Americans Living Alone Have a Higher Risk of Cancer Mortality

Americans who live alone, and face social isolation, have more negative health outcomes and a greater chance of dying from cancer in numerous socio-demographic categories than those who live with others, says a new stud

In 2022, approximately 38 million households were filled with people living alone, which was an increase from seven million households in 1960. Adults who live alone are more likely to be older, non-Hispanic white or non-Hispanic Black, males and have earnings below the federal poverty threshold. They are also more likely to have poor health, smoke, drink, be severely obese, and have a mental illness.

The risk factor was recently investigated in an observational study by researchers at the American Cancer Society.

Previous studies have shown an association between living alone and cancer mortality, but findings by sex and race/ethnicity have generally been inconsistent, and data by socioeconomic status are sparse.

- Hyunjung Lee, lead author of the study

Lee says that the study's findings highlight the need to address loneliness in both the general community and among cancer survivors and advocate for treatments to lessen its negative consequences and social isolation. To conduct this study, researchers used data from the National Health Interview Survey and the National Death Index for 473,648 persons who were 18 to 64 years old at the time of enrollment from 1998 to 2019. To determine the hazard ratios (HRs) for the correlation between living alone and cancer mortality, the study period lasted for up to 22 years.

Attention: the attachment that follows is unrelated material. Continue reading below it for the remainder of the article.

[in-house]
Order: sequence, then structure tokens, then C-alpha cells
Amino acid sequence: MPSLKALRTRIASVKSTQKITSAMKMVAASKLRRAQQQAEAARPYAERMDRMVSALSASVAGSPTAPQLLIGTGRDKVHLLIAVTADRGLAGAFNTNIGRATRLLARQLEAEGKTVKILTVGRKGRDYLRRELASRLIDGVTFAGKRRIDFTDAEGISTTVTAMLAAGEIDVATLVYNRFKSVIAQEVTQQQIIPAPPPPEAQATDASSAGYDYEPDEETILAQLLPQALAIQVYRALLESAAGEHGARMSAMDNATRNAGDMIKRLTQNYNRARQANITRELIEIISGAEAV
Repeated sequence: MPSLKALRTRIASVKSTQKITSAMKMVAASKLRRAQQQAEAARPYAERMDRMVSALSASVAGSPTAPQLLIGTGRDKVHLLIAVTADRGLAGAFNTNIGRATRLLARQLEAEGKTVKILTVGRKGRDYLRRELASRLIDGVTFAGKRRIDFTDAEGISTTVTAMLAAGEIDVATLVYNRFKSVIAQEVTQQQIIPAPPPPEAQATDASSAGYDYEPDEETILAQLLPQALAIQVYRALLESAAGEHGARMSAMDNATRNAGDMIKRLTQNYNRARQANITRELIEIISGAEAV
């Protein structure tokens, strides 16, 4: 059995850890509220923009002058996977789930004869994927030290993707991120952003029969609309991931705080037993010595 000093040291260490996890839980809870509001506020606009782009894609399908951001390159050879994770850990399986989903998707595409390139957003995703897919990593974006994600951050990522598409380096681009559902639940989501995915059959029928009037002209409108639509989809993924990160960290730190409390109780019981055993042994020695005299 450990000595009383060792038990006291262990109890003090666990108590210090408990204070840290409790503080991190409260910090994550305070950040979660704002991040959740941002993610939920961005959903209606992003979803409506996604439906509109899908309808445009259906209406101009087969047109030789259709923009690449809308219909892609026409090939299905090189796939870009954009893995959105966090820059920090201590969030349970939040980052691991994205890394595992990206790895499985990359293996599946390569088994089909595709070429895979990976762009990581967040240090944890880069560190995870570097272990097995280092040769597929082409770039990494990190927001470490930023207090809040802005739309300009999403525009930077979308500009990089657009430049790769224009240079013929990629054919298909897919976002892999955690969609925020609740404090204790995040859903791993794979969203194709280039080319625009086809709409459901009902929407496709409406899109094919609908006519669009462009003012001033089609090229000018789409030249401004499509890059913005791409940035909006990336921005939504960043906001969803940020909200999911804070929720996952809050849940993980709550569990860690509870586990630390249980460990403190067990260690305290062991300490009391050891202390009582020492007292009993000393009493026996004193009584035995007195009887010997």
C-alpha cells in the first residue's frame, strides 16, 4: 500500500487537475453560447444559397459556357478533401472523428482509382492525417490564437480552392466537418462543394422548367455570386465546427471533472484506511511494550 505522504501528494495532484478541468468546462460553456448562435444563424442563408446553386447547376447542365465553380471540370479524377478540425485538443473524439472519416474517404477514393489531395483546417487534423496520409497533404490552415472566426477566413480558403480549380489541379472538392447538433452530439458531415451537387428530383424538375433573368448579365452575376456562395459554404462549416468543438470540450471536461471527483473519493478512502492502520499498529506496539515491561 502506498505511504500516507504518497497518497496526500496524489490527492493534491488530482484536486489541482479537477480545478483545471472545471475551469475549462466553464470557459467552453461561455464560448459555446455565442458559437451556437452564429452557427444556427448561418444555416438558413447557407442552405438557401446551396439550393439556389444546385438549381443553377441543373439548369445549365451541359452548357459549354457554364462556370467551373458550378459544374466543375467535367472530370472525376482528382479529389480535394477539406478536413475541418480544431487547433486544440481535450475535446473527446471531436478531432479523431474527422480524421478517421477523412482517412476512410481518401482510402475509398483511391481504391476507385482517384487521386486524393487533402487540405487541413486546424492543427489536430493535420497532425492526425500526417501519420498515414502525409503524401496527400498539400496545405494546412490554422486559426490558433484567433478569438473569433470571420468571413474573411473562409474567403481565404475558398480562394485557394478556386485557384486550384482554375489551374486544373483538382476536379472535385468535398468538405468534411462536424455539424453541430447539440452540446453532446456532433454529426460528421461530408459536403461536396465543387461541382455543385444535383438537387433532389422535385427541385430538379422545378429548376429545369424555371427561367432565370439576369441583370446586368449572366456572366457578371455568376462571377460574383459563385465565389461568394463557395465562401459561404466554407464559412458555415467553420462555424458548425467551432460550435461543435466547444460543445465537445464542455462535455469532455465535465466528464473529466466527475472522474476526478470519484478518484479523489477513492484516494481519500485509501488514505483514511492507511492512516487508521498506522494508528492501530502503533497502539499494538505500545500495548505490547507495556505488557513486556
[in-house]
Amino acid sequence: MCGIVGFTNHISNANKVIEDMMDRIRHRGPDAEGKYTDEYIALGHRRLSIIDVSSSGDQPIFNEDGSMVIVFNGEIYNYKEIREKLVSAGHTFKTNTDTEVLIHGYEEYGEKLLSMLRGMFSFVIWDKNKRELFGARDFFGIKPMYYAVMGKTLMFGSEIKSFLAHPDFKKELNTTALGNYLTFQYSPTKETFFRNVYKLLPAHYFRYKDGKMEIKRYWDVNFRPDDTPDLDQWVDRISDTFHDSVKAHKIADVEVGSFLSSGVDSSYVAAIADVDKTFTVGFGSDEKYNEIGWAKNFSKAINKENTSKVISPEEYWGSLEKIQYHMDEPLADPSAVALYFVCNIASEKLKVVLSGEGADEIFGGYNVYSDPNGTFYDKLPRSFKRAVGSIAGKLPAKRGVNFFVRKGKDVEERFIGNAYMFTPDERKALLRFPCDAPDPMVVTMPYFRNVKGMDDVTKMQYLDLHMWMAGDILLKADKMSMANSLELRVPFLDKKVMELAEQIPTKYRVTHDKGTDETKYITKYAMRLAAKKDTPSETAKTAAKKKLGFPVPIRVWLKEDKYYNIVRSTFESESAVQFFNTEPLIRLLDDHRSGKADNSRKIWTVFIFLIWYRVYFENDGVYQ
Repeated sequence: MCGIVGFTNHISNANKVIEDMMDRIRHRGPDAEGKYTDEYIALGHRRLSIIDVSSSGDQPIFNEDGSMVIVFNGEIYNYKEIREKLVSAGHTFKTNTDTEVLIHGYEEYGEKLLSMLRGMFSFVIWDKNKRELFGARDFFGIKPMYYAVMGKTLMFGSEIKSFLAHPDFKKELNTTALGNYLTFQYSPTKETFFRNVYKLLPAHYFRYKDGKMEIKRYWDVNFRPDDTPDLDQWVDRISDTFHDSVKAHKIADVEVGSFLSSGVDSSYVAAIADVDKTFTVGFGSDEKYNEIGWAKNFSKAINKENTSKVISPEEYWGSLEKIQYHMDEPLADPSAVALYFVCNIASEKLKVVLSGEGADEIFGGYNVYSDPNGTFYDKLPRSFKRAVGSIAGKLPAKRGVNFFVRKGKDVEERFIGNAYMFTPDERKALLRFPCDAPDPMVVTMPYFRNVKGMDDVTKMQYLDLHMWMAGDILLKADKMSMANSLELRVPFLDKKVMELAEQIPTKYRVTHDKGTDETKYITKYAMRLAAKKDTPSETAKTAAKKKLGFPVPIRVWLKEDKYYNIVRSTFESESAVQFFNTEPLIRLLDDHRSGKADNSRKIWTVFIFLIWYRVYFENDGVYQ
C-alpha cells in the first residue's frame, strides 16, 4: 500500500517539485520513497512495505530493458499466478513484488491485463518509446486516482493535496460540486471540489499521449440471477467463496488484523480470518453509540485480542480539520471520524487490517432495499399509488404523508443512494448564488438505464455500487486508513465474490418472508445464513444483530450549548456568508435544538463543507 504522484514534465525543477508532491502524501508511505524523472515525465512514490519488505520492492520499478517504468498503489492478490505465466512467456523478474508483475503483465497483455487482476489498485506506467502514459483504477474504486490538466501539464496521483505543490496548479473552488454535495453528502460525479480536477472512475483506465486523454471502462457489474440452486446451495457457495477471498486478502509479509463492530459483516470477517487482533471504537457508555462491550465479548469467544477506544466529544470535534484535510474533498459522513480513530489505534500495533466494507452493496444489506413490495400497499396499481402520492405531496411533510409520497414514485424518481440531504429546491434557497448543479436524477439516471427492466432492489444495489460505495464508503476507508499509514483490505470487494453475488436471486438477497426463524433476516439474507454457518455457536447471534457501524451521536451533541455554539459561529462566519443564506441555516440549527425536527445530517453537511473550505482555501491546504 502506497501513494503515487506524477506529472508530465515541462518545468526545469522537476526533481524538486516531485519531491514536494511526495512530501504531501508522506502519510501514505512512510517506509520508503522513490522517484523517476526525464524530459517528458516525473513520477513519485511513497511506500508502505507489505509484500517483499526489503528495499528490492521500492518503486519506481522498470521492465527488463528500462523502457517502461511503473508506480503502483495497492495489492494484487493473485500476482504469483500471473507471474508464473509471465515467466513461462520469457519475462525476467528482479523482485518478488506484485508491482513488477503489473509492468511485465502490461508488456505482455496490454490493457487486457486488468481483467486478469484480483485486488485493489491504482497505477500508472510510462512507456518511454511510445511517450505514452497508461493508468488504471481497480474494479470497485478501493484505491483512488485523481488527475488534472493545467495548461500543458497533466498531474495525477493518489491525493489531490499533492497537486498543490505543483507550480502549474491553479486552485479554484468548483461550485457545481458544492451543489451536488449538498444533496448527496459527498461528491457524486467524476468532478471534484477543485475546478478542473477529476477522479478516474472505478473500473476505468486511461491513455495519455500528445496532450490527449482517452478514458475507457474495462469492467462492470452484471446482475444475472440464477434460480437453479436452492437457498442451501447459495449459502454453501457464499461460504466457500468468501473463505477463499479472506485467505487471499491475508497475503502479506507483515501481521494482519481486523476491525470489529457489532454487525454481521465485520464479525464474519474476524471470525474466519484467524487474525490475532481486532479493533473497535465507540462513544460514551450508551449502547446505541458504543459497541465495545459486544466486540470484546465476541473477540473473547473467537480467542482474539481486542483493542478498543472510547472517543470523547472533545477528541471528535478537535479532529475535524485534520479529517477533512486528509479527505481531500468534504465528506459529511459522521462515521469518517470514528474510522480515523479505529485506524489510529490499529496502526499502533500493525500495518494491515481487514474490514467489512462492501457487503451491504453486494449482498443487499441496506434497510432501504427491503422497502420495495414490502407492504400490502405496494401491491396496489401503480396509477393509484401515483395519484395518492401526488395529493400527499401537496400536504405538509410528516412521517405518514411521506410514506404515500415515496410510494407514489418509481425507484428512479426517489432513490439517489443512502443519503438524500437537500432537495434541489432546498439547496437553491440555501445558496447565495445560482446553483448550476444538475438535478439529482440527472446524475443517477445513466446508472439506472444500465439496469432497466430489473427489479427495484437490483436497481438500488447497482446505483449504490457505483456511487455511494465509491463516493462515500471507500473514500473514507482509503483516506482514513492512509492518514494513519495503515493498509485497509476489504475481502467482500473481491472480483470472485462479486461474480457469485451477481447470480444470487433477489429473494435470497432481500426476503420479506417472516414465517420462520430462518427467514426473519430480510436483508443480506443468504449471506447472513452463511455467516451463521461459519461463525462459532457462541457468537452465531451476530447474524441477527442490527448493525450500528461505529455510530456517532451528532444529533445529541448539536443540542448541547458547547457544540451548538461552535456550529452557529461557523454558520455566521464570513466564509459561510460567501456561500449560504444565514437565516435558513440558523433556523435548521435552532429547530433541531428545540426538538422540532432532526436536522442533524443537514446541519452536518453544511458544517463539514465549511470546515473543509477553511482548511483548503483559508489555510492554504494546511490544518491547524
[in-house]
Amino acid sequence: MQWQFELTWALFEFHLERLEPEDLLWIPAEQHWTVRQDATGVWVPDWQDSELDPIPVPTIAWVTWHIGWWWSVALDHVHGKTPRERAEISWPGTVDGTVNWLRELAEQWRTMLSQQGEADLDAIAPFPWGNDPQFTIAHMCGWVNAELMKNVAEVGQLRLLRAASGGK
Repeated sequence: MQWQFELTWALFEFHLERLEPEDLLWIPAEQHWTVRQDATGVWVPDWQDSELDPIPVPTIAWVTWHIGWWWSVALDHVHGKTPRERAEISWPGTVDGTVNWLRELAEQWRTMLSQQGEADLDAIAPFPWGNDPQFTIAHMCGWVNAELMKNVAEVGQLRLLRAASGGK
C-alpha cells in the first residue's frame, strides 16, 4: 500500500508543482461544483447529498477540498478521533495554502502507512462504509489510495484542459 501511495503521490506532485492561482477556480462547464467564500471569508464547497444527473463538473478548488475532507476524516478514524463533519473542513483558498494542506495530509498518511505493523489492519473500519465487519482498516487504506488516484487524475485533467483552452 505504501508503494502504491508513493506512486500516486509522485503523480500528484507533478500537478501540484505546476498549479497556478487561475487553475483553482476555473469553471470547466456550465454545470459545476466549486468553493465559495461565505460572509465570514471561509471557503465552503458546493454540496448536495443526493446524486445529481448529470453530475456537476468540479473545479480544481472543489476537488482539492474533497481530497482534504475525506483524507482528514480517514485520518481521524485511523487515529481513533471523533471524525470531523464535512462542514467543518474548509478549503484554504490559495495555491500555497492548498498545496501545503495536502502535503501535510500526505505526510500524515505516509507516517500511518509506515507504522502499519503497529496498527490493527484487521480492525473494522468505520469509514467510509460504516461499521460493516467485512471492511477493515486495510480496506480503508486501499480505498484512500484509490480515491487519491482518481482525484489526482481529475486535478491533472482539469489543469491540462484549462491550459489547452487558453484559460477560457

The reality of living alone in America

Overall, the findings indicated that compared to those living with others, adults who lived alone had a 1.32 times risk of cancer death. In comparison to men living with others, men who lived alone had a 1.38 times greater chance of dying from cancer, while women who lived alone had a 1.30 times higher risk. Middle-aged people who lived alone had a 1.43 times greater risk of death than those who shared housing. Additionally, non-Hispanic white individuals and adults with higher education levels showed a more significant correlation between living alone and the risk of dying from cancer than racial/ethnic minorities and those with lesser education.

After taking into account variations in a wide range of sociodemographic, behavioral, and health factors, this connection was maintained among non-Hispanic white adults and adults with higher education levels but not for racial/ethnic minorities and people with lower education.

These results may indicate that the connection between living alone and mortality rates in racial/ethnic minorities and individuals with lower socioeconomic levels was lessened by higher social support from the community in these groups.

According to Lee, the findings highlight the need for greater clinician training and resources, integrated screening for social isolation and living alone, as well as further research to find and implement therapies that might lessen the negative consequences of social isolation and living alone.

The team concludes: "Some examples include patient navigation programs for this population to increase uptake of and adherence to cancer screening, timely diagnosis, treatment, and attendance of medical appointments, and the inclusion of this group among high priority groups for services based on screenings for the health-related social needs."

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